New reasoning

As the lone left-wing party with any potential for getting into parliament, the KSČM occupies a unique position on the Czech political spectrum, and this is one of the reasons why they have been able to gain over 10% of the vote in every parliamentary election since 1989. As part of the research for a masters thesis investigating the KSČM’s continued strength, the author conducted an online survey in March 2014 through the Czech online media outlet Britské listy that asked participants about their voting history. 5,095 people completed the survey in its entirety, of whom 46.4% had voted for the KSČM at least once. It was open to all voting Czechs, but due to the self-selecting nature of an online survey and Britské listy’s generally left-leaning character, the respondents were generally more left-wing than the Czech population as a whole. The aim was to gain insight into why people vote for the KSČM, and to that end it included questions about why they had chosen the party and what their perceptions of the pre-1989 regime were, among others. The survey’s focus on people’s reasoning for choosing the party offered a new take on the question of why the KSČM has remained so strong, in contrast to many previous studies focusing on, for example, the age of the party’s support base and how that affects their voting decisions.

Based on information from the survey, it was possible to break the reasons people gave for voting for the KSČM into four broad groups, ignoring those who chose not to answer the question about why they had chosen the party: those who vote for the KSČM out of nostalgia, those who choose the party because of a specific candidate, the ideological supporters, and the protest voters, plus a few notable outlying responses. Despite the prevalence of the idea that the party exists solely on nostalgia for the communist period, the group of people who actually cited nostalgia as their main reason for choosing the KSČM was the smallest one, consisting of only 1.8% of  KSČM voters. This was at least partly due to the nature of the question, though, as large majorities of KSČM supporters rated their lives as having been better during the communist era in almost every category given. People are unlikely to point to nostalgia as the reason for their vote, even if they do feel that way. Still, the other reasons that turned up offer yet more support for the idea that the end of the KSČM will not come with the replacement of the older generations.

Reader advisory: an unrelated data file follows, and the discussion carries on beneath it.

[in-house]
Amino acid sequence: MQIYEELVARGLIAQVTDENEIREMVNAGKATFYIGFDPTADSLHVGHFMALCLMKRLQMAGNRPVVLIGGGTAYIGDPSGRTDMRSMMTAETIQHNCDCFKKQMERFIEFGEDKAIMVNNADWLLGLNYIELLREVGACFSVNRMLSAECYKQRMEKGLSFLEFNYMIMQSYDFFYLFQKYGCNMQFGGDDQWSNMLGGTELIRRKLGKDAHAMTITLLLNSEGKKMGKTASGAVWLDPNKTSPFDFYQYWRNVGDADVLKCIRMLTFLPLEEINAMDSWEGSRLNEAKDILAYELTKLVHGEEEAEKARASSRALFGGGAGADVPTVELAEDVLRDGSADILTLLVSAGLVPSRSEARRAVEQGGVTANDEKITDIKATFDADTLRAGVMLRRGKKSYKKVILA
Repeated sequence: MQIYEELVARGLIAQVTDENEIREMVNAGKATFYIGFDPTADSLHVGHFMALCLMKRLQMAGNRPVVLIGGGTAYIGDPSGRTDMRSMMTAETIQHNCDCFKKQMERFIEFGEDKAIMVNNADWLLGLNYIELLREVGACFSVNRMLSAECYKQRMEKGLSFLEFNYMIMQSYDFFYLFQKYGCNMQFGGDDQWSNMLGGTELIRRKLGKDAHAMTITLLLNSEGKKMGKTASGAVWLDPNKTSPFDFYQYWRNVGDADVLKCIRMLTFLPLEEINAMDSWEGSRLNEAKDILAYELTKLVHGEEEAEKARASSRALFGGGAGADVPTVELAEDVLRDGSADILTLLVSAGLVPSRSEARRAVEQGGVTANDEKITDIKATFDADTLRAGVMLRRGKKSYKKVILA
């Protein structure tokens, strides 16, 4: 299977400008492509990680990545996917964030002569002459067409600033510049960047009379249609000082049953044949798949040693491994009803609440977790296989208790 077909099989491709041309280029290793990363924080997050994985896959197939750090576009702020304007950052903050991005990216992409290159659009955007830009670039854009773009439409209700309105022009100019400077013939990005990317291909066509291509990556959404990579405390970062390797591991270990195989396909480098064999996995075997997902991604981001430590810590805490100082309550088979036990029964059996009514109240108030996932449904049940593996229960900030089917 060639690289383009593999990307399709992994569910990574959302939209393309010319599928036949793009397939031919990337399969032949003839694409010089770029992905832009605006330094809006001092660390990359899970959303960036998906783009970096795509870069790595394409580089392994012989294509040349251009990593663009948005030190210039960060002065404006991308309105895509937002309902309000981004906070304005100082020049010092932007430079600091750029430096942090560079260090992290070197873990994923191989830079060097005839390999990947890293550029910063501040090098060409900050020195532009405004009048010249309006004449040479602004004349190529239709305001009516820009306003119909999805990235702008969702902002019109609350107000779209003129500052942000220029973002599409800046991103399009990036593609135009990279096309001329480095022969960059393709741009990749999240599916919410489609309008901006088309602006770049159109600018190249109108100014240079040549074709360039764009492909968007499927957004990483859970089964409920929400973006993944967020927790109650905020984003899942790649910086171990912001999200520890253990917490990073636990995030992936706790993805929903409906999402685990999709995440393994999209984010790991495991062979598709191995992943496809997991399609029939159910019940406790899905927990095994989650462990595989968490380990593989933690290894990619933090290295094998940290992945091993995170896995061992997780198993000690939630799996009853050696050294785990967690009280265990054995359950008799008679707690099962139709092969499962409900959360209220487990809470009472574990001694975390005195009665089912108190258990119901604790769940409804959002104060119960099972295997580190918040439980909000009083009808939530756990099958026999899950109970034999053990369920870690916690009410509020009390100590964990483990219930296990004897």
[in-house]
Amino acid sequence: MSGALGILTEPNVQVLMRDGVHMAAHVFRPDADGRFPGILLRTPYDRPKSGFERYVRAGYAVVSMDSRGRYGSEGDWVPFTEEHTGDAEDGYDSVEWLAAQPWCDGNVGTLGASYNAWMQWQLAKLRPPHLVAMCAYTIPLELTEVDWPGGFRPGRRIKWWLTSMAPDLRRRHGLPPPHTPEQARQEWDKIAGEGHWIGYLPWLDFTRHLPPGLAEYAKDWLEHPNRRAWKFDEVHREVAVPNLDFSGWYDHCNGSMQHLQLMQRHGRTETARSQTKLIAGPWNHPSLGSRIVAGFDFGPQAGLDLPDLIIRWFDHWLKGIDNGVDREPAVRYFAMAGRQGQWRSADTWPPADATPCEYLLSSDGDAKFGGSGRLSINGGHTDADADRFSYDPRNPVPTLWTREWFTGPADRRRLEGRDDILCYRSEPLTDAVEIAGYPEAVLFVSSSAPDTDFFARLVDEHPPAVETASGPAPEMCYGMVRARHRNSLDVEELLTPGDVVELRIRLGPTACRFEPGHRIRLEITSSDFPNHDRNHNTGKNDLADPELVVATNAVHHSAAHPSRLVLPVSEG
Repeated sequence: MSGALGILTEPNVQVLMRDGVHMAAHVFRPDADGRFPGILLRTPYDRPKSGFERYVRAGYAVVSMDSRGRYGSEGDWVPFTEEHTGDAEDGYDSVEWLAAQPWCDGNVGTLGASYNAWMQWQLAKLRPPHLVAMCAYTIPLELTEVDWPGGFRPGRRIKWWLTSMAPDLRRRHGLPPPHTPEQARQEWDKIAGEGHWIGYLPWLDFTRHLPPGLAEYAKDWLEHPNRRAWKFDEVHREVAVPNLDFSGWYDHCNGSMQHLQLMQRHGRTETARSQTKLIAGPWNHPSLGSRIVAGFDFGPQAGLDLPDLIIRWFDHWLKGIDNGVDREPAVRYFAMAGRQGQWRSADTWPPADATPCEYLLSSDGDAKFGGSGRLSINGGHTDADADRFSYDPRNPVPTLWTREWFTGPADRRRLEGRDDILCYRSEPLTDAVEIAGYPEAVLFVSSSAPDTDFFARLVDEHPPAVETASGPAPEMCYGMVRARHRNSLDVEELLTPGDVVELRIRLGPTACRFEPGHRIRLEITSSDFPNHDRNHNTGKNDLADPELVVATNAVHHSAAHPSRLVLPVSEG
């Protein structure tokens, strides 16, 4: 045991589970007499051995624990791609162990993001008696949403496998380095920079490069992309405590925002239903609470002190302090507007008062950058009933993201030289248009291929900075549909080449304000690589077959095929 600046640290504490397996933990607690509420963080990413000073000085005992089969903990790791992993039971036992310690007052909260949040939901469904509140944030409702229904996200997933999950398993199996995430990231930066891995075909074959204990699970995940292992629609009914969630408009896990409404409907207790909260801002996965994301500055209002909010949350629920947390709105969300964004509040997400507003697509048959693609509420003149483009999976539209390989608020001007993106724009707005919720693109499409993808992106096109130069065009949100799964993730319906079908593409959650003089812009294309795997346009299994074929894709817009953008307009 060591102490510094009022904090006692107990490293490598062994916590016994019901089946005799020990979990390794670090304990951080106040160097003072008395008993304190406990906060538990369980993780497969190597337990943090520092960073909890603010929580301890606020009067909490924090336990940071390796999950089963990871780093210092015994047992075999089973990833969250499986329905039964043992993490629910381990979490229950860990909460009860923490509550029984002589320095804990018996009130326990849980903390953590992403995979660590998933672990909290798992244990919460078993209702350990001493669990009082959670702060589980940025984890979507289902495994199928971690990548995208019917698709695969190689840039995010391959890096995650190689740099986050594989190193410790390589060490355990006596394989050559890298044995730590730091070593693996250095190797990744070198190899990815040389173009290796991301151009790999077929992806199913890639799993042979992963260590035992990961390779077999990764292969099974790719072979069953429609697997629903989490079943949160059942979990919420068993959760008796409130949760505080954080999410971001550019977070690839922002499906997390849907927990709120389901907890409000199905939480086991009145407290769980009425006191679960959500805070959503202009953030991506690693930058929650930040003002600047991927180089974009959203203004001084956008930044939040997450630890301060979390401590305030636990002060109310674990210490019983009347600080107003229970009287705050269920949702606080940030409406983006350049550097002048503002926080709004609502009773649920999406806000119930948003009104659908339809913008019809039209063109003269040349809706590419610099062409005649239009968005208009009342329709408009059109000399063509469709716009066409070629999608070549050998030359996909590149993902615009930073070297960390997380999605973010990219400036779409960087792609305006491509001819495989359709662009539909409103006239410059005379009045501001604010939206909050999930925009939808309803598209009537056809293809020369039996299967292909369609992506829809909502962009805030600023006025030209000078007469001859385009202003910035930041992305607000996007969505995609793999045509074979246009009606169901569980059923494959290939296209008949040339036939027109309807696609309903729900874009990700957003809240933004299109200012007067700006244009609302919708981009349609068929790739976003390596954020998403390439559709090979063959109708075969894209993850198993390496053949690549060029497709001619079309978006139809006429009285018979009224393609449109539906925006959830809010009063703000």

The second smallest group identified, consisting of 4.2% of KSČM voters, was those who chose the KSČM for a specific candidate, and the specific candidates named offer some insight into how voters feel about the party’s current direction. The first politician who received more than one specific mention was Vojtěch Filip, the current party chairman who took over from the more orthodox Miroslav Grebeníček in 2005. Filip’s ascension to the position, due to his less traditional outlook on the aims of his party and its commitment to the ideals of communism, signalled that the party could be more open to cooperation with other parties in the future. The other notable candidate, who received by far the most mentions, was Jiří Dolejš, a reformist deputy party chairman and Member of Parliament representing Prague. Given that Prague is consistently far more right-leaning than the rest of the country, Dolejš’ personal popularity has perhaps played a greater role in his electoral victories than his politics have. The support for these two men specifically, however, indicates that the reformist wing of the party has gained some followers from people who might not have considered the KSČM as an option before.

The main supporters

The second biggest group, at 27.0%, was made up of the ideological supporters, or the people who choose the party because of their left-wing views, their support for communism as an idea, or the party’s program. The KSČM has a very loyal support base, and these are the people whom it primarily consists of. As they expressed political views very strongly oriented to the left, the ČSSD is the only other viable party they could vote for in the Czech system; however, the ČSSD’s tendency to cooperate with right-of-centre parties makes them a less attractive option. As expected, this group was primarily made up of older people, but it was by no means bereft of younger voters; the political left, apparently, still has some traction even amongst younger people. Interestingly, a large percentage of this group said that they voted for the same party as their parents, which is a factor that several KSČM politicians also mentioned in the author’s field interviews as being key to their support base – those raised in a family that values communist ideals will often retain those ideals even into adulthood.